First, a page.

The man appointed to lead Ontario's Ministry of Natural Resources and Forestry last week is facing accusations he violated the province's endangered species law.

Graydon Smith, MPP for Parry Sound—Muskoka, is named in a court case alleging he was partially responsible for putting a threatened species at risk last summer when he was mayor of Bracebridge, Ont. Before becoming an MPP, Smith served as mayor of the town for more than a decade; he was named Ontario’s minister of forestry and natural resources Friday. The accusations have not been proven in court.

Michael Opara owns a hobby farm in Bracebridge, about a two-hour drive north of Toronto. He said two years ago, he noticed Blanding’s turtles nesting in a creek near the town’s Peace Valley Road. The turtles, which have yellow chins and necks and can live up to 75 years in the wild, are a threatened species under the province’s Endangered Species Act.

Other species of turtles, like painted turtles and snapping turtles, also nested at the creek, according to Opara.

Opara said he emailed town council last June, asking the town not to continue routine grading work on the road during the turtles’ nesting season, which runs from June to August. He said only three people lived in the area and that he asked the town to postpone development until the fall.

Peace Valley Road in Bracebridge, Ont. Grading work on the road put a threatened species at risk, local resident Michael Opara alleges. Photo supplied by Michael Opara

The town continued grading work in June anyway, Opara said. While he noted two “turtle crossing” signs were put up near the nesting site, Opara alleges the roadwork put the turtles and their habitat in danger.

“We have got to protect our natural heritage,” Opara said. “We can’t live in a concrete jungle.”

That’s why Opara is taking Smith, the Town of Bracebridge and two town officials to court. On June 21, a justice of the peace signed off on the charges and ordered the case to proceed to court.

The Town of Bracebridge is accused of harming or harassing Blanding’s turtles and endangering their habitat. Smith and two town officials are accused of directing, participating in or assenting to these infractions.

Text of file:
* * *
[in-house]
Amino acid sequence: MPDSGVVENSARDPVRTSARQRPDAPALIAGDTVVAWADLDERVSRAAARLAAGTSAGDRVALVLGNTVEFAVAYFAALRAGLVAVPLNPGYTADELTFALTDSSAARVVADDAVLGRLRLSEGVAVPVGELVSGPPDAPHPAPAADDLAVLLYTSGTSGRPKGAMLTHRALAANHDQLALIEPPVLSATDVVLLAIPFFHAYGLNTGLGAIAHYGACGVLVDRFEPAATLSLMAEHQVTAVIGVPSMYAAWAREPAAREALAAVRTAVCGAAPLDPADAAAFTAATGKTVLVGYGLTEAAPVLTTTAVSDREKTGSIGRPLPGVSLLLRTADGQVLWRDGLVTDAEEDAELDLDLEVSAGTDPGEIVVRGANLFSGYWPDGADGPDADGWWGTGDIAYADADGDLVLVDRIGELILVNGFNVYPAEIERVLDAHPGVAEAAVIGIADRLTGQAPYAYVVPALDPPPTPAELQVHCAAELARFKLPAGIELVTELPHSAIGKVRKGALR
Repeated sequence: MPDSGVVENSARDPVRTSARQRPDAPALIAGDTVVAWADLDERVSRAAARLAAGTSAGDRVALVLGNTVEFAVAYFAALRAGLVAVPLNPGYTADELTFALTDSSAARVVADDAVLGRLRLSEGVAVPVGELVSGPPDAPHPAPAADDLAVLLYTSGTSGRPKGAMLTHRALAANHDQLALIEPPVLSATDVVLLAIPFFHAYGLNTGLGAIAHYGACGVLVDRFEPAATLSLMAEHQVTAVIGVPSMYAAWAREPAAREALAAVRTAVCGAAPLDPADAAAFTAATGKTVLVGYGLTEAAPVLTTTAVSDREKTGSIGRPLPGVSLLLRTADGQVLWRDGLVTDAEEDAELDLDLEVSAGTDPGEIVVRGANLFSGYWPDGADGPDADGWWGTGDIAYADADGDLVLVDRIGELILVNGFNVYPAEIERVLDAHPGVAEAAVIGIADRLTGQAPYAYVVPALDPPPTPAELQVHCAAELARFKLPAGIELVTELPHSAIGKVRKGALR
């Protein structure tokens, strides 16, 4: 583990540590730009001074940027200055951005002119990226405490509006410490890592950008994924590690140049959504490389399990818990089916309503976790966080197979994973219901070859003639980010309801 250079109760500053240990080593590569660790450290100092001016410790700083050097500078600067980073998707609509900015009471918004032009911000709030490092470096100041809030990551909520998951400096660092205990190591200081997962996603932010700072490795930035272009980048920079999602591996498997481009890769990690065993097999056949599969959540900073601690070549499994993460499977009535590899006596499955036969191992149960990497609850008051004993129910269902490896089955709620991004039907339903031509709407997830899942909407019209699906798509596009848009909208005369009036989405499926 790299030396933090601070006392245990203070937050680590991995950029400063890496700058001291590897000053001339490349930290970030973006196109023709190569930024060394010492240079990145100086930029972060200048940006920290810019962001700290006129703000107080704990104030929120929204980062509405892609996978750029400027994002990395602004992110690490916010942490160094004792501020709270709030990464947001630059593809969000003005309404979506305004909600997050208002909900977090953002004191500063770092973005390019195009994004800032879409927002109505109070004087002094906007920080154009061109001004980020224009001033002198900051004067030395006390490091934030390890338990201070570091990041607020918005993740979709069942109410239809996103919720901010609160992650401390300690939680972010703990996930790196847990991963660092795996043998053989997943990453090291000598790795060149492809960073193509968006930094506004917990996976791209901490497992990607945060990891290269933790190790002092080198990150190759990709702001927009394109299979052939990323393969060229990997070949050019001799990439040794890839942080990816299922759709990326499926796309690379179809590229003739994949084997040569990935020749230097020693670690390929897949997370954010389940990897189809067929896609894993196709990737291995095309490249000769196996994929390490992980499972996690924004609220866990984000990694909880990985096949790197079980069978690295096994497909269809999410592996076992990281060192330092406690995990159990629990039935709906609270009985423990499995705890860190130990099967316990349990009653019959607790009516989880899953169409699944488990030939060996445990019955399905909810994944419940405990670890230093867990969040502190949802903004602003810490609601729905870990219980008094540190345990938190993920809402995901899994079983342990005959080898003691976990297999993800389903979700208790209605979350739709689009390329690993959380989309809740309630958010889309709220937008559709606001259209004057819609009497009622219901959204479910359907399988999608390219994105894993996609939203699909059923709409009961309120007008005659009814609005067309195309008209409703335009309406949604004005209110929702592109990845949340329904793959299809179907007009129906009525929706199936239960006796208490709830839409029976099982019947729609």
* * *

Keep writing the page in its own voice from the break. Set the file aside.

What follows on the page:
The man appointed to lead Ontario's Ministry of Natural Resources and Forestry last week is facing accusations he violated the province's endangered species law. #ONpoli
Michael Opara alleges road grading work in Bracebridge, Ont., led to the destruction of threatened Blanding's turtle embryos. Photo supplied by Michael Opara

Curtis Lindsay, press secretary for Ontario’s Ministry of Natural Resources and Forestry responded on behalf of the ministry in an email to Canada’s National Observer.

“Council heard the concerns raised and sought mitigation measures before moving forward with the project,” Lindsay said, adding the Town of Bracebridge was in a better position to comment.

Sarah Hahn, a partner with Barriston Law, which is representing the Town of Bracebridge, said in an emailed press statement she is confident the case will be thrown out and has no grounds.

“The fact is, and the evidence will show, that the town acted diligently and appropriately in completing required road works within the vicinity of turtle habitat,” Hahn wrote. “It is unfortunate that town resources must now be used to respond to these baseless accusations.”

Smith and the Town of Bracebridge could not be reached for comment at the time of publication.

The hearing is scheduled for Sept. 21 at the Ontario Court of Justice in Bracebridge.

Opara said he hopes the charges will encourage the province to protect its endangered species.

“We're going to lose all our reptiles. We're going to lose all our turtles. We're just losing everything,” Opara said. “It's just relentless development.”

Updates and corrections

| Corrections policy
June 29, 2022, 07:19 am

This story has been corrected to reflect that Curtis Lindsay, was acting as press secretary for Ontario’s Ministry of Natural Resources and Forestry.

June 30, 2022, 05:43 pm

This story has been updated to clarify the two other individuals named in the case are town officials but not members of town council.

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The same thing happened in North Bay, home to Vic Fedeli.

A wetland protected under this gang's own legislation, and the endangered species on it, was paved over for a casino.

A casino. Because it's SUCH a good employment opportunity. And adds to the societal quality of the area (/S). And the profits don't even come into the community.

These people are vile. Change the spelling on that, and it's still accurate.

That moment when a right-winger suddenly realizes that stupid greenie environmental laws are still . . . laws.